An internal investigation is an important mechanism an organization can use to address an allegation of wrongdoing, determine legal liability, identify individuals or parties with culpability, comply with regulatory requirements, develop corrective measures and enhance operational efficiencies. Buckner is pleased to continue its blog series highlighting best practices, strategies and techniques that can be used by organizational leaders and counsel during an internal investigation. Today’s post will begins a discussion on several methods to approach an investigation target. The first method is the “direct approach”. An investigator uses this method when he or she concludes the target’s involvement in the allegation or guilt is “reasonably certain”, which can be characterized as the level of certainty exercised by a reasonable person. In a direct approach, the investigator “assume[s] an air of complete confidence with regard to evidence or witness statements that point to the suspect. . . emphasize[s] the strength of the evidence and how it implicates the suspect beyond any doubt.” Further, the investigator acts “in a brisk and accusatory manner” and “state[s] that an admission is not really important because the quantity and quality of evidence already on hand is more than enough to bring the investigation to an end.” Overall, an interview of the target under the direct approach “is not to learn if the suspect committed the offense, but to learn why” and is “an opportunity for the suspect to tell ‘the other side of the story’”.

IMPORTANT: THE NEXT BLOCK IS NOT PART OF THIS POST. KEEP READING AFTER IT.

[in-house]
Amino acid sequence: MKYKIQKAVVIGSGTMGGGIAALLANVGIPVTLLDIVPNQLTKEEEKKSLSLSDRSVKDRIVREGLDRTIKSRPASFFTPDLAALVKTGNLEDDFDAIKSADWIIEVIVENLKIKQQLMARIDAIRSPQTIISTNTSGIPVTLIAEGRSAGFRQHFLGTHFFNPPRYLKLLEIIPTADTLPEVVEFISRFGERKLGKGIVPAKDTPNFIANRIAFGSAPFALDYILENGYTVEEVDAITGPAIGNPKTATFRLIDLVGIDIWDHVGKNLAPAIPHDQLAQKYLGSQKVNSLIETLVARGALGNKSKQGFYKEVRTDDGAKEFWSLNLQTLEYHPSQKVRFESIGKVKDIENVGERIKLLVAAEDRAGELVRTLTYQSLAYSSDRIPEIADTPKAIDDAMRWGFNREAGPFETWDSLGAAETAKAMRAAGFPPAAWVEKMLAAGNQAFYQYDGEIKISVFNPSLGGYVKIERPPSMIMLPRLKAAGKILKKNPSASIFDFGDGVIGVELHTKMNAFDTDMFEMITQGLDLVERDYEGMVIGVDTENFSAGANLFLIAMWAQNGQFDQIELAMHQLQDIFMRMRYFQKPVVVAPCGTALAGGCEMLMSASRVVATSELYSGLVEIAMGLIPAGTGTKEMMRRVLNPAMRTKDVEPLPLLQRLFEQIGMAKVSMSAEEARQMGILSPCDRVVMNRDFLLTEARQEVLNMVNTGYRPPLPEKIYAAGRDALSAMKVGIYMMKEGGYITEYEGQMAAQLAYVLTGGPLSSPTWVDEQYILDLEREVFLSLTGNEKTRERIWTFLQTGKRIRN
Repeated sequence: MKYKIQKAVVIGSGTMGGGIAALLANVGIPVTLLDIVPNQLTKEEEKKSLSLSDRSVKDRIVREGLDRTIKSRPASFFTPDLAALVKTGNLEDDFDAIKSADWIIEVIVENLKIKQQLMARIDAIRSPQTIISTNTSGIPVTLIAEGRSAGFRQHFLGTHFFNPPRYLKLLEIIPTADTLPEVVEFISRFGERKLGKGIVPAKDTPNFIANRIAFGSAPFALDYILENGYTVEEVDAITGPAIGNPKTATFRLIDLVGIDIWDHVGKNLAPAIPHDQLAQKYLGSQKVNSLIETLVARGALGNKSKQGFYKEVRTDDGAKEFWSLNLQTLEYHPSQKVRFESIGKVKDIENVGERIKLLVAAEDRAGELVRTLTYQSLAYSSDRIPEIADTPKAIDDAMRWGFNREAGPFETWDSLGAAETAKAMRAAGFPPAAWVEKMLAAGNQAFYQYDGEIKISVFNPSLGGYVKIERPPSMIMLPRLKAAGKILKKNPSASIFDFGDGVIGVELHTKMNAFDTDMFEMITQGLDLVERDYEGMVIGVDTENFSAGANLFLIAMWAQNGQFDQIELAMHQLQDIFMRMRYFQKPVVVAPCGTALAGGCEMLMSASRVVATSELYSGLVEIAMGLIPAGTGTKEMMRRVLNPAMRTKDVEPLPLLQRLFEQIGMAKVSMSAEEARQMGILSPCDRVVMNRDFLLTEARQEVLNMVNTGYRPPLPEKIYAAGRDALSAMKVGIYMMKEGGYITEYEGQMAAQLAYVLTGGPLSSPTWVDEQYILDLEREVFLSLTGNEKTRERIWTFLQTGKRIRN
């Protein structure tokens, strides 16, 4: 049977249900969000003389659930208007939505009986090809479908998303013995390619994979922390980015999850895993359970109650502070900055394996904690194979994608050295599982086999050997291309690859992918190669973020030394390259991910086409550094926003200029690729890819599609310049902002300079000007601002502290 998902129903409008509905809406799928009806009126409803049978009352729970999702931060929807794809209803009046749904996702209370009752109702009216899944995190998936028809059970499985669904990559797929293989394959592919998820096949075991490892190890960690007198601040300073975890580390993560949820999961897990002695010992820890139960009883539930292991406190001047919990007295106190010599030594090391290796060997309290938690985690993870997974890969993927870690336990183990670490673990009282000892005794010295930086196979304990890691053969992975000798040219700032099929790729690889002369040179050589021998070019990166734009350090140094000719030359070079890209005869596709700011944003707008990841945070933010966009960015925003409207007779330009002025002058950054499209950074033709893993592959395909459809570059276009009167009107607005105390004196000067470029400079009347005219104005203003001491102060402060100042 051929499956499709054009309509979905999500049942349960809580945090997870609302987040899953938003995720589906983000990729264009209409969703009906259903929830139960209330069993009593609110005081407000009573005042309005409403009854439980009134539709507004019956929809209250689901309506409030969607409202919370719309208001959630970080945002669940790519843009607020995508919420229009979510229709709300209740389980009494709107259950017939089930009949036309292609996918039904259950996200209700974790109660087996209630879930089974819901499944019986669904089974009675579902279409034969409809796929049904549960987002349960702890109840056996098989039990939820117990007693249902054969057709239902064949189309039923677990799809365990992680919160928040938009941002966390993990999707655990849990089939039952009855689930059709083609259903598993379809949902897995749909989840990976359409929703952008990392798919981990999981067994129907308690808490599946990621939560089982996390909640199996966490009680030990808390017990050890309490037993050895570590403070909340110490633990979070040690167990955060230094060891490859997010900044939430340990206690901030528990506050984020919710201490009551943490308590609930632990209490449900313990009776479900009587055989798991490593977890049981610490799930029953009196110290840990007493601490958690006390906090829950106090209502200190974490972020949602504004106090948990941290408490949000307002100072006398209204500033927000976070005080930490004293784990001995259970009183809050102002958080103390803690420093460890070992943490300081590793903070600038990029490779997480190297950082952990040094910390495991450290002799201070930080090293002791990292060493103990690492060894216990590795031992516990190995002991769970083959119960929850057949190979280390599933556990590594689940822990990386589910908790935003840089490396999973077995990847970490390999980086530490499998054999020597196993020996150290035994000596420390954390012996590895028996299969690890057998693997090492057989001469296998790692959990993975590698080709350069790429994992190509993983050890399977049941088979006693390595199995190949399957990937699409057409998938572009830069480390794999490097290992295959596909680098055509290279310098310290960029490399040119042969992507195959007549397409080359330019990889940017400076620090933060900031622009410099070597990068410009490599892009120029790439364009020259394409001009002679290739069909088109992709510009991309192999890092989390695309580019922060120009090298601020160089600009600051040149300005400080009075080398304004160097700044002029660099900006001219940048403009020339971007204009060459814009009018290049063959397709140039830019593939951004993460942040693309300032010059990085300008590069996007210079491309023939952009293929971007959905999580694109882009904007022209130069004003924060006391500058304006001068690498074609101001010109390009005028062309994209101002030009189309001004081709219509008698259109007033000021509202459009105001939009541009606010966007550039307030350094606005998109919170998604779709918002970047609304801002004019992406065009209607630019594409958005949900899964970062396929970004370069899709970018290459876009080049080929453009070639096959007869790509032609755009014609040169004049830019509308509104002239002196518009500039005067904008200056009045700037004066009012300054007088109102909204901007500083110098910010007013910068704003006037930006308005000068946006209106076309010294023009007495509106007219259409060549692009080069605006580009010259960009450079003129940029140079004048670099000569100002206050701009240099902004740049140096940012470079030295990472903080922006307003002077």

Source: “Private Investigation: Interrogation Approaches and Tactics”, Learning Shop USA, available at: http://learningshopusa.com/private-investigation-interrogation-approaches-and-tactics-2.
Contact attorney Michael L. Buckner (+1-954-941-1844; firstname.lastname@example.org) for additional information on conducting internal investigations and intelligence-gathering.